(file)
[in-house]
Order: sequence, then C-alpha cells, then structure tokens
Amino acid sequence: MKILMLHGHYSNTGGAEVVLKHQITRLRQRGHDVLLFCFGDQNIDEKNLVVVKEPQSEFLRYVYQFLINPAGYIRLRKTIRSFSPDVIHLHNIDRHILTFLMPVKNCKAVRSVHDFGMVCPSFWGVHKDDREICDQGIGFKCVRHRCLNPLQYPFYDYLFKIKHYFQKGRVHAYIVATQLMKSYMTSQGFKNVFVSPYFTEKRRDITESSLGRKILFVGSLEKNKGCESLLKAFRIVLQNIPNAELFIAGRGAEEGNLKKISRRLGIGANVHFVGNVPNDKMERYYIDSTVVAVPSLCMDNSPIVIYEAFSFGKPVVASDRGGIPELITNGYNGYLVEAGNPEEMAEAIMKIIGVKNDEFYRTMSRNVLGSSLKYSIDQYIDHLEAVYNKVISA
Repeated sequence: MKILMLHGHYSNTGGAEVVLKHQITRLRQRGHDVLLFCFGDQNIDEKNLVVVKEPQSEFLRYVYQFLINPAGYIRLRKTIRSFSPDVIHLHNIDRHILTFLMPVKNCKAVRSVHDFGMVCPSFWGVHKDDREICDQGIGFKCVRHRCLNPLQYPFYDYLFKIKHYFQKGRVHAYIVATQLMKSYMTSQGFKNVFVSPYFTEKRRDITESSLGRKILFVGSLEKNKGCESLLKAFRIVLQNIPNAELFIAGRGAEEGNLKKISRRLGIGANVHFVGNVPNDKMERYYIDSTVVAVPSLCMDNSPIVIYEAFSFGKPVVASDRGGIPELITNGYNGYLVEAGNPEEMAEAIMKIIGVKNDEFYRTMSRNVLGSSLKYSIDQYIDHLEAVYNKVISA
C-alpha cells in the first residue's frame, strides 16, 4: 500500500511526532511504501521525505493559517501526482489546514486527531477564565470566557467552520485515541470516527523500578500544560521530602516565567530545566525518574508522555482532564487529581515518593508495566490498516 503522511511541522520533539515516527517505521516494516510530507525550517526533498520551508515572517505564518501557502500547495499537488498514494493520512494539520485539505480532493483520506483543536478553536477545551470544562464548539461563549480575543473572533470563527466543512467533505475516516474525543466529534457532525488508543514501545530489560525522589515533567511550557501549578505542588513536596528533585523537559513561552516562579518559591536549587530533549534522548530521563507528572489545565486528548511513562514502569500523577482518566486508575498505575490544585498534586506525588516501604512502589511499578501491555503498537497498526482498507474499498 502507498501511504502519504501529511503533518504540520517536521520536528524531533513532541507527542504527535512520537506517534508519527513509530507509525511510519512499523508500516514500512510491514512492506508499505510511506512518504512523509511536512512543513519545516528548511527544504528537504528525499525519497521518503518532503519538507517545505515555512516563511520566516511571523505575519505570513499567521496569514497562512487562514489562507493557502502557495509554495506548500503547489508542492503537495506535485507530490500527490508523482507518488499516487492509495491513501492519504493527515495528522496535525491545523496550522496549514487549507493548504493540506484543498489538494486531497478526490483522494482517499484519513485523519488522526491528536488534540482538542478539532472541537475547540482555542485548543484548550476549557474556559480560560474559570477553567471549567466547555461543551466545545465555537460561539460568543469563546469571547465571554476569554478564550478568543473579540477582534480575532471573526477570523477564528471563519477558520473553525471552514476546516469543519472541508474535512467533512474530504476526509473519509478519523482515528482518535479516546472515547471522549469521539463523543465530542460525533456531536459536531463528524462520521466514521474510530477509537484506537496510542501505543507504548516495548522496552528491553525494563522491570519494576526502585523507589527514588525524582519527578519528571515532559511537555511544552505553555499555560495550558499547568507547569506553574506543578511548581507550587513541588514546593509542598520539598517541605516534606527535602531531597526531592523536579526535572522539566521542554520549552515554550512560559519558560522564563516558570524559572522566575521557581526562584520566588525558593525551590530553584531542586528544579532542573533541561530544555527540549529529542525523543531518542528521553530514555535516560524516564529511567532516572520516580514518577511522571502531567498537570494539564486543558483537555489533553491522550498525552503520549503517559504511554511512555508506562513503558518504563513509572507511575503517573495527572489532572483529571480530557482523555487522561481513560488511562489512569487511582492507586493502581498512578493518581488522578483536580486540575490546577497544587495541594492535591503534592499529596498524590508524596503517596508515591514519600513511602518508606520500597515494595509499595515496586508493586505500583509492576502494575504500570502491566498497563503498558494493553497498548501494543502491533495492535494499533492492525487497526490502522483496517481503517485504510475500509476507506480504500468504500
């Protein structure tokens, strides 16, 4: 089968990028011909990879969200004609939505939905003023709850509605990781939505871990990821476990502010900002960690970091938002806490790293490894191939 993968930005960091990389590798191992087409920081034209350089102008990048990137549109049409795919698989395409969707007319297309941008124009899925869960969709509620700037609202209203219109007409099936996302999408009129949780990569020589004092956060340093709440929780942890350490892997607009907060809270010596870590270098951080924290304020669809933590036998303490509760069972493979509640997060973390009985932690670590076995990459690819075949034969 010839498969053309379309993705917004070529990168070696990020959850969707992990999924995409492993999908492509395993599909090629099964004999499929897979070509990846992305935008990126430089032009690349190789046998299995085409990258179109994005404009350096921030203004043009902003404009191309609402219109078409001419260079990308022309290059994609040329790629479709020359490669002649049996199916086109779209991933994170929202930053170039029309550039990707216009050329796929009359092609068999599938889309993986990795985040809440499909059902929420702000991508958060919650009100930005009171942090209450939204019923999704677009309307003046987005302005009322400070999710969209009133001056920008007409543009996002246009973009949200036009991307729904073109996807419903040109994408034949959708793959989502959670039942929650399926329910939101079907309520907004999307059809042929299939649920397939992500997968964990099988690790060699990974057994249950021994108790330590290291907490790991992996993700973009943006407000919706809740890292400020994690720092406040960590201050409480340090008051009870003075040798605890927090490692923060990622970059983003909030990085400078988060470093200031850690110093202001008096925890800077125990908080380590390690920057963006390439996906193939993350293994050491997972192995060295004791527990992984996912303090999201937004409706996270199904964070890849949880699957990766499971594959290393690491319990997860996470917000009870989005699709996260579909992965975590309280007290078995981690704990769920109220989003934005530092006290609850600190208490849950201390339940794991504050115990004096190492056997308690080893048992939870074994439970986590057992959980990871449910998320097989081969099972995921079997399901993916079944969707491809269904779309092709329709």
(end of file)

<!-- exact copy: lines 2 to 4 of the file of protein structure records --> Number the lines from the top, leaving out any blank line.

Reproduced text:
Order: sequence, then C-alpha cells, then structure tokens
Amino acid sequence: MKILMLHGHYSNTGGAEVVLKHQITRLRQRGHDVLLFCFGDQNIDEKNLVVVKEPQSEFLRYVYQFLINPAGYIRLRKTIRSFSPDVIHLHNIDRHILTFLMPVKNCKAVRSVHDFGMVCPSFWGVHKDDREICDQGIGFKCVRHRCLNPLQYPFYDYLFKIKHYFQKGRVHAYIVATQLMKSYMTSQGFKNVFVSPYFTEKRRDITESSLGRKILFVGSLEKNKGCESLLKAFRIVLQNIPNAELFIAGRGAEEGNLKKISRRLGIGANVHFVGNVPNDKMERYYIDSTVVAVPSLCMDNSPIVIYEAFSFGKPVVASDRGGIPELITNGYNGYLVEAGNPEEMAEAIMKIIGVKNDEFYRTMSRNVLGSSLKYSIDQYIDHLEAVYNKVISA
Repeated sequence: MKILMLHGHYSNTGGAEVVLKHQITRLRQRGHDVLLFCFGDQNIDEKNLVVVKEPQSEFLRYVYQFLINPAGYIRLRKTIRSFSPDVIHLHNIDRHILTFLMPVKNCKAVRSVHDFGMVCPSFWGVHKDDREICDQGIGFKCVRHRCLNPLQYPFYDYLFKIKHYFQKGRVHAYIVATQLMKSYMTSQGFKNVFVSPYFTEKRRDITESSLGRKILFVGSLEKNKGCESLLKAFRIVLQNIPNAELFIAGRGAEEGNLKKISRRLGIGANVHFVGNVPNDKMERYYIDSTVVAVPSLCMDNSPIVIYEAFSFGKPVVASDRGGIPELITNGYNGYLVEAGNPEEMAEAIMKIIGVKNDEFYRTMSRNVLGSSLKYSIDQYIDHLEAVYNKVISA